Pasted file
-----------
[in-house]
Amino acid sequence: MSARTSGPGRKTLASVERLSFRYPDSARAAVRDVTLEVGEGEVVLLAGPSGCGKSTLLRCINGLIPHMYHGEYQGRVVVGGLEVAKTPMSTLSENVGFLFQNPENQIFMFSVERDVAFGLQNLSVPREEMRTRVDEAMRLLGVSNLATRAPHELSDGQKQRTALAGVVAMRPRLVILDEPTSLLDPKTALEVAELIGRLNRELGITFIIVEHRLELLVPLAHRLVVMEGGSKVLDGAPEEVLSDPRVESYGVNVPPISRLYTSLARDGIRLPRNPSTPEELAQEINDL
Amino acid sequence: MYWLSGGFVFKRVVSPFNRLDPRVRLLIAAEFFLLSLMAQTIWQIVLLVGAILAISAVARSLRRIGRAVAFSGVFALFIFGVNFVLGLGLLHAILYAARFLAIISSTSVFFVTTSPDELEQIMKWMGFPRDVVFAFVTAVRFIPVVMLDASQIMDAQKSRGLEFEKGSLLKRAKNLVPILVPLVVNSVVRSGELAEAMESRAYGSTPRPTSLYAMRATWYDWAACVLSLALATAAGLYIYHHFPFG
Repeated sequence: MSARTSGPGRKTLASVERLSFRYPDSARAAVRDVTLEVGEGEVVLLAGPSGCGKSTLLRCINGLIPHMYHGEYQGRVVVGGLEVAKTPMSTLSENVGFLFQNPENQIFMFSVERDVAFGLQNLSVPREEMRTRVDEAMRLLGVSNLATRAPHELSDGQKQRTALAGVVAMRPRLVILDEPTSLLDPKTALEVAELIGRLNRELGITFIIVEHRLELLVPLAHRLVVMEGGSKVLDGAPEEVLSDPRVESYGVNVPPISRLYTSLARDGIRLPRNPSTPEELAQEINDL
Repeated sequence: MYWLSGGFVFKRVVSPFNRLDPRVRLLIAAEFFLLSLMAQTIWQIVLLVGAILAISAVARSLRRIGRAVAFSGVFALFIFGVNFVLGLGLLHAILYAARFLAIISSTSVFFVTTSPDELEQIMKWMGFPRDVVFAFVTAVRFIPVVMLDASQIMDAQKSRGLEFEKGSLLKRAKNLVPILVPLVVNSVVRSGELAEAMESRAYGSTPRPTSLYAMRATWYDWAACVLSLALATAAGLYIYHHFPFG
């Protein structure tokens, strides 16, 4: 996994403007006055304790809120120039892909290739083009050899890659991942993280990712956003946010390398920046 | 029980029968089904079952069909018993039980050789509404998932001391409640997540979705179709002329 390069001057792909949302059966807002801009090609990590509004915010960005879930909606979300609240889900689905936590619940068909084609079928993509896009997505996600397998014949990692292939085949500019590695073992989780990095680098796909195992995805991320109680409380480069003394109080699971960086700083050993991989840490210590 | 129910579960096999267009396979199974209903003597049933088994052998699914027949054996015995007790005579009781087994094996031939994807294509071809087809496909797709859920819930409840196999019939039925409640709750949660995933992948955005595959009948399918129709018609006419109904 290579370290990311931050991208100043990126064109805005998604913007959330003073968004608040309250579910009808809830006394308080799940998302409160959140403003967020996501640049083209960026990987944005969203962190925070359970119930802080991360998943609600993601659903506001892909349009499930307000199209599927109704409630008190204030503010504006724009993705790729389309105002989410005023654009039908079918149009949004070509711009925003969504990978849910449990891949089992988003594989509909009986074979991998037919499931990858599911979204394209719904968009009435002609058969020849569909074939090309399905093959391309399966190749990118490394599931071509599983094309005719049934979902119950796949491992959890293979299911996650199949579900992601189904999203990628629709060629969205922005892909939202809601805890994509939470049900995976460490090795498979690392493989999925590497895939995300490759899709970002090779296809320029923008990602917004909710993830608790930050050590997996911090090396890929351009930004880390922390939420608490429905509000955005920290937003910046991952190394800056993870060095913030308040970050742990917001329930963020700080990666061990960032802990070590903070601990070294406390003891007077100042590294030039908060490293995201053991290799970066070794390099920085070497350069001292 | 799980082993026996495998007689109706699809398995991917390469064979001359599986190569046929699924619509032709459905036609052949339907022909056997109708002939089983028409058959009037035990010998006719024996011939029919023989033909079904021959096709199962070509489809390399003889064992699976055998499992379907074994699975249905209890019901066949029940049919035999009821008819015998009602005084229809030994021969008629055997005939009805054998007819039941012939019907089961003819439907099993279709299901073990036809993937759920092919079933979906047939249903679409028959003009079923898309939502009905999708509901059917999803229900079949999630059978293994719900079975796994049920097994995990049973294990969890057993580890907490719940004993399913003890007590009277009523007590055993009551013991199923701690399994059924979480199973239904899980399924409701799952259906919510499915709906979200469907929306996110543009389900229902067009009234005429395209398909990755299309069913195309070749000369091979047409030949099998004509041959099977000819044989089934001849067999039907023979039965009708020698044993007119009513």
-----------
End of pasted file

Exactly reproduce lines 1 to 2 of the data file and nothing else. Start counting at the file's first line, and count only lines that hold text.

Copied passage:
[in-house]
Amino acid sequence: MSARTSGPGRKTLASVERLSFRYPDSARAAVRDVTLEVGEGEVVLLAGPSGCGKSTLLRCINGLIPHMYHGEYQGRVVVGGLEVAKTPMSTLSENVGFLFQNPENQIFMFSVERDVAFGLQNLSVPREEMRTRVDEAMRLLGVSNLATRAPHELSDGQKQRTALAGVVAMRPRLVILDEPTSLLDPKTALEVAELIGRLNRELGITFIIVEHRLELLVPLAHRLVVMEGGSKVLDGAPEEVLSDPRVESYGVNVPPISRLYTSLARDGIRLPRNPSTPEELAQEINDL